Legislation from California State Sen. Ted Gaines, R-El Dorado, that addresses liability concerns for first responders who damage drones has passed out of the Senate and is now headed to the Assembly.
S.B.168 seeks to grant civil immunity to any emergency responder who damages an unmanned aircraft in the course of firefighting, air ambulance or search-and-rescue operations. The legislation would also increase fines for drone use that interferes with firefighting and emergency responders.
According to Gaines, the bill stems from alarming reports of private, unauthorized drones causing mission-critical aircraft to be grounded during firefighting and medical-response operations – putting pilots, firefighters, civilians and property at unnecessary risk.
“To think that someone would interfere with firefighting or emergency response situations to get a sneak peek or to post a drone video on YouTube is an outrage that is deserving of punishment and condemnation,” he states. “I’m pleased that my colleagues agreed, and I look forward to Senate Bill 168’s continued support as it makes its way through the Assembly.”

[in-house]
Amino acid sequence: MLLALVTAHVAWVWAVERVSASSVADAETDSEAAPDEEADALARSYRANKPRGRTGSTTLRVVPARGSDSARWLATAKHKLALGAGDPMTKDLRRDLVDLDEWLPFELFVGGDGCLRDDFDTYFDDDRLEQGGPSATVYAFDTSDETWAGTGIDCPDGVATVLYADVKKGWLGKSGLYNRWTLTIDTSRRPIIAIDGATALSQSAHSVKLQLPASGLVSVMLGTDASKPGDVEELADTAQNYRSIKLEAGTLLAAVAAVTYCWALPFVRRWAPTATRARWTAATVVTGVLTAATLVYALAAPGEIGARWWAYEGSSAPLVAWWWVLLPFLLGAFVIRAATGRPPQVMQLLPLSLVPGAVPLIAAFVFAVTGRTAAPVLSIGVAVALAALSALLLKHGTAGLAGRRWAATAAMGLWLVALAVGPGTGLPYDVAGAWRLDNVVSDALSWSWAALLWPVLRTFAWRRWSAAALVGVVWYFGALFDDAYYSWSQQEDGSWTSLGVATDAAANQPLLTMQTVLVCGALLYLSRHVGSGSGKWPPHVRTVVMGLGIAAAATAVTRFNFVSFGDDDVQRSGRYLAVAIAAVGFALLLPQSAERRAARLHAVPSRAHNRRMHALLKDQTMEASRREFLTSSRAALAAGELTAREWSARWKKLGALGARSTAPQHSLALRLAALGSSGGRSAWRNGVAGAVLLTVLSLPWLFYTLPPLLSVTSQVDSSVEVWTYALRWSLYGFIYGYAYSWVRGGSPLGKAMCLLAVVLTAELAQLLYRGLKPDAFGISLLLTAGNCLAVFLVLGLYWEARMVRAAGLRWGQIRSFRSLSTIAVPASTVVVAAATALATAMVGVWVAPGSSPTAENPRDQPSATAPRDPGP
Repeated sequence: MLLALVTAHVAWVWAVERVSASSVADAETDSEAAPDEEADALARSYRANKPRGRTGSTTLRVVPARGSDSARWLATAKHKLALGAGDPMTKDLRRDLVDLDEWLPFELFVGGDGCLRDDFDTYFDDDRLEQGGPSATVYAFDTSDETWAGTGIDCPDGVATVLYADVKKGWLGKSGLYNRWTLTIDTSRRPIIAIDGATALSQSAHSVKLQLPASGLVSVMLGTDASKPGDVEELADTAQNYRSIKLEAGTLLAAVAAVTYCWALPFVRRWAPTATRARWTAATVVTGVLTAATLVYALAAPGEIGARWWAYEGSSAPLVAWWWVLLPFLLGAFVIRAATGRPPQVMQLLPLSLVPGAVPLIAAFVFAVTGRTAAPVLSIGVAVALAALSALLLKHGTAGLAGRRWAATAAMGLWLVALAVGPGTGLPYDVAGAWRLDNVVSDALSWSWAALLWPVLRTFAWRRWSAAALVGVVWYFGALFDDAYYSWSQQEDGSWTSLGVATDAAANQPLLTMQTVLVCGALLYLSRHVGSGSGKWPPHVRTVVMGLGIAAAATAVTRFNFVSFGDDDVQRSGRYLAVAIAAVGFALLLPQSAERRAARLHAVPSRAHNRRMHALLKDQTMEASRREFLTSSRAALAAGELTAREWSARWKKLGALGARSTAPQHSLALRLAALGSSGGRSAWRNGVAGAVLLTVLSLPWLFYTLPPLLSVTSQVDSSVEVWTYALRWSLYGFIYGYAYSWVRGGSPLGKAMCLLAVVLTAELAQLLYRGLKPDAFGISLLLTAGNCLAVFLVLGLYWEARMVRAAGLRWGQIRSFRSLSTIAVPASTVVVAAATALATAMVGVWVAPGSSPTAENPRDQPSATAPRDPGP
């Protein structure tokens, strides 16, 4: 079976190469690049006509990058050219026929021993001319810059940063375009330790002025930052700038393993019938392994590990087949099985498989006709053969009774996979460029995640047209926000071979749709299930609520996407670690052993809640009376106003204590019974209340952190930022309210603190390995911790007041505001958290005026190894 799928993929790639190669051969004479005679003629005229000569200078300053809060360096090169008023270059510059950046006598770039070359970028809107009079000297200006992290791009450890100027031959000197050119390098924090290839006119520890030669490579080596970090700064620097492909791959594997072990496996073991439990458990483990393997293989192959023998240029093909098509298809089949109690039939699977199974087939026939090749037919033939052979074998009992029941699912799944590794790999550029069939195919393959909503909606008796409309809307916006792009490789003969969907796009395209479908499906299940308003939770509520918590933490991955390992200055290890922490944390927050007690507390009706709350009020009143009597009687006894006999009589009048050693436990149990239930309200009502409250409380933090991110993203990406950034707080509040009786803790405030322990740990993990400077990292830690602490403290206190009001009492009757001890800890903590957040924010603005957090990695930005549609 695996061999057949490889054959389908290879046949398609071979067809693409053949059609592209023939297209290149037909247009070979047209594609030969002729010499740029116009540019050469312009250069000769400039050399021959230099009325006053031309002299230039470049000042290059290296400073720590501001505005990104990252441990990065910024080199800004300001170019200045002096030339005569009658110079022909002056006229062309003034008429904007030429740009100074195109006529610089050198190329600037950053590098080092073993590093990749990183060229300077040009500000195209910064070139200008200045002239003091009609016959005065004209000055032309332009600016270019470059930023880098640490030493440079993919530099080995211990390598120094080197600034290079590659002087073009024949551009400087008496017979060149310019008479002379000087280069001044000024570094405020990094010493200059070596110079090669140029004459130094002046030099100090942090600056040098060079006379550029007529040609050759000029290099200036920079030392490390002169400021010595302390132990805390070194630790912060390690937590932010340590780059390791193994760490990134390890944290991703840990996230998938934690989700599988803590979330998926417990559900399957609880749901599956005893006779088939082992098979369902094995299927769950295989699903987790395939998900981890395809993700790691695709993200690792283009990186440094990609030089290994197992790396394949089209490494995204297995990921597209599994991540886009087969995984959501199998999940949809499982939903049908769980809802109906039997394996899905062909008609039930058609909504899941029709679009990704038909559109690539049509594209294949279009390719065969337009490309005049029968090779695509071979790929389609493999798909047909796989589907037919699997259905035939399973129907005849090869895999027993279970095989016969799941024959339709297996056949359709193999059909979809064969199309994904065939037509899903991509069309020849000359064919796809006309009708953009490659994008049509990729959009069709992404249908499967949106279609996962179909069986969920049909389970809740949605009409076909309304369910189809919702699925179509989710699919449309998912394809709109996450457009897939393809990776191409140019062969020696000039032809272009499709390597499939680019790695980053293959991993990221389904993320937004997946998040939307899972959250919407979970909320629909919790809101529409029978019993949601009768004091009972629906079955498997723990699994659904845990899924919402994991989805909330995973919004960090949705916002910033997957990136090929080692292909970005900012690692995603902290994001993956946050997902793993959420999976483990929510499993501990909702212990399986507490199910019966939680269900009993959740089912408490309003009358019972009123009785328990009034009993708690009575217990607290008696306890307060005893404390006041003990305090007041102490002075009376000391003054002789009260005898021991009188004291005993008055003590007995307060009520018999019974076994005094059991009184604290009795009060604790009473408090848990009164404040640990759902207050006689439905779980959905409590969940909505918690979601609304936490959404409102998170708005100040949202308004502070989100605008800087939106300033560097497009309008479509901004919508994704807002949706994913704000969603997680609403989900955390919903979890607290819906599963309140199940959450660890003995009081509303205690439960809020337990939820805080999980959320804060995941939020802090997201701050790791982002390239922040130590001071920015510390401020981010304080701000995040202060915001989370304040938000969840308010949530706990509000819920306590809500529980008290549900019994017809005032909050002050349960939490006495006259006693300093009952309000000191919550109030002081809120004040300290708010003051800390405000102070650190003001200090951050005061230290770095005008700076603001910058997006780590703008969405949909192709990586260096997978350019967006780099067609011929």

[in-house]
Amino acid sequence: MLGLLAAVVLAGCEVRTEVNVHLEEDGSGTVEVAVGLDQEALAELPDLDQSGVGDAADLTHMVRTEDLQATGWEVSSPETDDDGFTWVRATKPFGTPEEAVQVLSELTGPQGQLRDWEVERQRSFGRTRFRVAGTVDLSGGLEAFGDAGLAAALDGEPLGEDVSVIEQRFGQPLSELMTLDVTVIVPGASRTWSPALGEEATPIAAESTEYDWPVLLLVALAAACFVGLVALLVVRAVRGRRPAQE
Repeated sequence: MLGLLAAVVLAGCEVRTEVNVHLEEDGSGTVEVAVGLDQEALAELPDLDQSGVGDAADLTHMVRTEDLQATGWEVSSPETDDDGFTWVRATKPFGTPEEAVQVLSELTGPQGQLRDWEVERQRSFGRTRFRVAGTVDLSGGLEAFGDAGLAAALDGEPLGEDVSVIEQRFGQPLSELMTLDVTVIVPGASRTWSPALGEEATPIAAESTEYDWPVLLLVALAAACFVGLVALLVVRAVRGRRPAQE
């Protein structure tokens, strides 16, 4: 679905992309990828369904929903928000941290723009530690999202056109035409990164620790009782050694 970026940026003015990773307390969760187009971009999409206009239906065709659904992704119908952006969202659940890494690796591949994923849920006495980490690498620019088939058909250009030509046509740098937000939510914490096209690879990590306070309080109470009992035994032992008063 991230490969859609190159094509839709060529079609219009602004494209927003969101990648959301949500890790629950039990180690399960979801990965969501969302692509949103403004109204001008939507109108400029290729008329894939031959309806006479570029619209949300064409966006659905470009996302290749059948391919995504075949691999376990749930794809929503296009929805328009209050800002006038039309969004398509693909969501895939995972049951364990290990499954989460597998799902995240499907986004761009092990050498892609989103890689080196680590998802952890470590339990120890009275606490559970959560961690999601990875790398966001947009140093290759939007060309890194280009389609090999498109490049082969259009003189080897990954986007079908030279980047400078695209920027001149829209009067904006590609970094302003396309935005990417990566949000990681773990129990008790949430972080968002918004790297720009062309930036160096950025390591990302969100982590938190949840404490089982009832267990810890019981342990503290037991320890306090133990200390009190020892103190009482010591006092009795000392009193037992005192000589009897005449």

Gaines says that although drones hold great promise for wildfire suppression and other emergency services when used properly by the appropriate agencies, he does not want rogue drones to interfere with the most effective response to time-sensitive crises.
“First, I want everyone to know that flying drones in these areas is dangerous and wrong. Let’s get the word out as far and wide as we can – immediately – to help keep our people and emergency personnel safe,” he says. “But this penalty will help ensure our skies are safe. People can replace drones, but we can’t replace a life. Public safety should be our absolute No. 1 priority.”